Find also in the sound a thought,
Hearing it by this distant northern sea.
The Sea of Faith
Was once, too, at the full, and round earth’s shore
Lay like the folds of a bright girdle furled.
But now I only hear
Its melancholy, long, withdrawing roar,
Retreating, to the breath
Of the night-wind, down the vast edges drear
And naked shingles of the world.
Ah, love, let us be true
To one another! for the world, which seems
To lie before us like a land of dreams,
So various, so beautiful, so new,
Hath really neither joy, nor love, nor light,
Nor certitude, nor peace, nor help for pain;
And we are here as on a darkling plain
Swept with confused alarms of struggle and flight,
Where ignorant armies clash by night.



Setting out

I went looking for an image to illustrate this blog and found in the Library of Congress’s online image archives this beautiful digital reproduction of a photo of the Main Gate of the Holy Mosque in Medina with its beckoning open door. Doors signify a transition from one space to another. Hanging in our hallway is a photo framed and signed by Tamara W. Hill of a similar door in Meknes, Morocco. I look at that door every day and it reminds me of my trip to Rabat. It is impossible in both cases to tell exactly what lies beyond, which makes these images so hauntingly mysterious.

The photo of the Main Gate of the Holy Mosque in Medina in the Library of Congress Archives contains the following descriptive metadata:


  • Title: Medina : Haupttot (Bâb es salâm) der heiligen Moschee an der Südwestecke.
  • Title Translation: Medina : Main gate (Bāb al-salām) of the holy mosque at the southwest corner.
  • Creator(s): Moritz, B. (Bernhard), 1859-1939
  • Date Created/Published: Berlin : Dietrich Riemer, 1916.
  • Medium: 1 photograph ; photomechanical print.
  • Summary: Photograph shows the main gate (Bâb es salâm) of the Holy Mosque in Medina, Saudi Arabia.
  • Reproduction Number: LC-DIG-pmsca-38160 (digital file from original item) LC-USZ62-87128 (b&w film copy neg.)
  • Rights Advisory: No known restrictions on publication. No known restrictions on publication.
  • Call Number: LOT 3704, no. 69 [item] [P&P]
  • Repository: Library of Congress Prints and Photographs Division Washington, D.C. 20540 US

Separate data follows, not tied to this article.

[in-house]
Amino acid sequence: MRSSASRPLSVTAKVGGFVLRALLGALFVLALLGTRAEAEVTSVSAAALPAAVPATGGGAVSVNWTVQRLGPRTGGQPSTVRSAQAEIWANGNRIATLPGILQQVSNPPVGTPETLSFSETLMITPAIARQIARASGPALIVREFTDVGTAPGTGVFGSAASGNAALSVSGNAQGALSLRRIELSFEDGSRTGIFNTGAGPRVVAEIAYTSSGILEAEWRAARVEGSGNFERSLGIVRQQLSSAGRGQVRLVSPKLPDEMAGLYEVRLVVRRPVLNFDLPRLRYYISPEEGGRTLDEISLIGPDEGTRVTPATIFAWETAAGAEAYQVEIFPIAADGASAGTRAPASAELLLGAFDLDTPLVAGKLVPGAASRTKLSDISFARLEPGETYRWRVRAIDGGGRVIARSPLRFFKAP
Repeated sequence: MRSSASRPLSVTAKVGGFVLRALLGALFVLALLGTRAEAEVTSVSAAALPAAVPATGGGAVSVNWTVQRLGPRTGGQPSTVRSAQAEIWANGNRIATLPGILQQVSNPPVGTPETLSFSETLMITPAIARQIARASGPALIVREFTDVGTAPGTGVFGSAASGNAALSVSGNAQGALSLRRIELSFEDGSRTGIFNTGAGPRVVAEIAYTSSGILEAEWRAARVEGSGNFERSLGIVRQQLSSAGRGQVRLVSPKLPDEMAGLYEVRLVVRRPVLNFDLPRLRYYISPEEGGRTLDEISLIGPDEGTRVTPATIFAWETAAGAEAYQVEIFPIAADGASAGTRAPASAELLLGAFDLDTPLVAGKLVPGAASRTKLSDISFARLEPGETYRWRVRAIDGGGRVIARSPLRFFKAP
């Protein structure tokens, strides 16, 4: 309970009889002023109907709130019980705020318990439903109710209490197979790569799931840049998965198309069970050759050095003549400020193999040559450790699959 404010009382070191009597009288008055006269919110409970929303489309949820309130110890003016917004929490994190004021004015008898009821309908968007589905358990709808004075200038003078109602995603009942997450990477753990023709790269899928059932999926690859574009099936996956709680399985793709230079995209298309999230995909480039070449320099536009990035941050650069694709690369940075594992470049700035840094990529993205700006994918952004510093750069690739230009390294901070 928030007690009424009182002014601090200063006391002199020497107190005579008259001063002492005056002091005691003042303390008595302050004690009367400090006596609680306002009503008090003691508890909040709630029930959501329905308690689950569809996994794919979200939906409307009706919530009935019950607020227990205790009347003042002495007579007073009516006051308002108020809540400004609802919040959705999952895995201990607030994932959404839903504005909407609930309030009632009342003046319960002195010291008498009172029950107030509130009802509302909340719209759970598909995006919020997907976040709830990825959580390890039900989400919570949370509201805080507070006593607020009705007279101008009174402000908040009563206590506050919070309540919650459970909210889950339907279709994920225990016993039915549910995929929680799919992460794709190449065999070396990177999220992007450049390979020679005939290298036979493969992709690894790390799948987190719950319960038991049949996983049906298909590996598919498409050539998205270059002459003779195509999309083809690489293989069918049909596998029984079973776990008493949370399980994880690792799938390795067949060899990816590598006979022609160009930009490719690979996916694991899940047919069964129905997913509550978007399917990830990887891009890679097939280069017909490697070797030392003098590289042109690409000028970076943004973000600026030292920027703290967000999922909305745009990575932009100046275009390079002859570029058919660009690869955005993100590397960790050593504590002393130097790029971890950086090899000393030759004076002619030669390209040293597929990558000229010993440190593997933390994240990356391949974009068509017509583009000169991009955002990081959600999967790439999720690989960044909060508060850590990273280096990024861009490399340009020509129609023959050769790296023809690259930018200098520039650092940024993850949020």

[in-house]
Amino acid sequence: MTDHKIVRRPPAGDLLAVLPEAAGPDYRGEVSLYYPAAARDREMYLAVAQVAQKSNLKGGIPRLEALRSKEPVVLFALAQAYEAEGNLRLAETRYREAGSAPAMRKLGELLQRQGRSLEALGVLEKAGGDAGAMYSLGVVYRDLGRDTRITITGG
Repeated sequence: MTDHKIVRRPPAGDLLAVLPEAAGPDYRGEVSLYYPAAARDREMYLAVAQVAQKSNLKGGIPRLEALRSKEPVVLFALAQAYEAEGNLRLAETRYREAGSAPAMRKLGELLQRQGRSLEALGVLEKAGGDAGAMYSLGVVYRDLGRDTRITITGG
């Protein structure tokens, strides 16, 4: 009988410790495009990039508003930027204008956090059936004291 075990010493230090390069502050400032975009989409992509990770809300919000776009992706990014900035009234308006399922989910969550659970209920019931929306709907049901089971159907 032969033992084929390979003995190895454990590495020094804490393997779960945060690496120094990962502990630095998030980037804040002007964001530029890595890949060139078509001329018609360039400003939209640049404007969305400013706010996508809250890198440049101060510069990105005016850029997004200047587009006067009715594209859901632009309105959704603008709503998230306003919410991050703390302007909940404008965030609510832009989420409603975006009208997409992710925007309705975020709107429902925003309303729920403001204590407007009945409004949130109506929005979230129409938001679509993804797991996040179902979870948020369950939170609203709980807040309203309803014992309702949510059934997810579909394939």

As the metadata tells us, the photograph  was taken by Bernhard Moritz and  published in Berlin in 1916. With this data, I was able to discover on Wikipedia that Moritz was a  well-known German orientalist and linguist. The entry notes, “From 1896 to 1911 Moritz headed he library of the Khedive in Cairo. From there he often undertook expeditions to the Sinai and in the Hijaz (Arabia). In 1911 he returned to Berlin, where he became head of the Library of the Department of Oriental Languages ​​and privy councilor. A few years later he was awarded the title of professor. In 1924 he retired.” The entry also contains Moritz’s normative data (Person) GND : 116,929,251  and Library of Congress number  LCCN : nr95008447   This is what linked data is all about. I now have three reference points: a LC authority name and number and the German National Library number, with which I can use to further find information on Moritz. The Wikipedia entry was translated from German by a volunteer contributor  (though I could have done it just as well with Google Translate). Since Moritz’s works are listed in the bibliography, I can now go to Amazon, Worldcat, or an out-of-print vendor to obtain his books. I have now benefited not only from linked data, but also from crowd-sourcing and a Google app–all in the space of under under three minutes and all done for free. This has to do with one aspect of information retrieval–the infrastructure that knits data together and there is a need for the library to participate in this process. Perhaps more important, however, is how adept a researcher needs to be to retrieve,  interpret and then reuse this data to create something meaningful, rather than simply derivative.  From everything that I’ve seen from working with students and from reading the library literature, this skill set takes a long time to master. It is not an easy cognitive process. Therefore, it is crucial for the university library to come up with a plan and policies as it transitions into both a technologically advanced repository and a teaching branch of the academy.  It also is a good question to consider as I begin my trip to Riyadh, Saudi Arabia.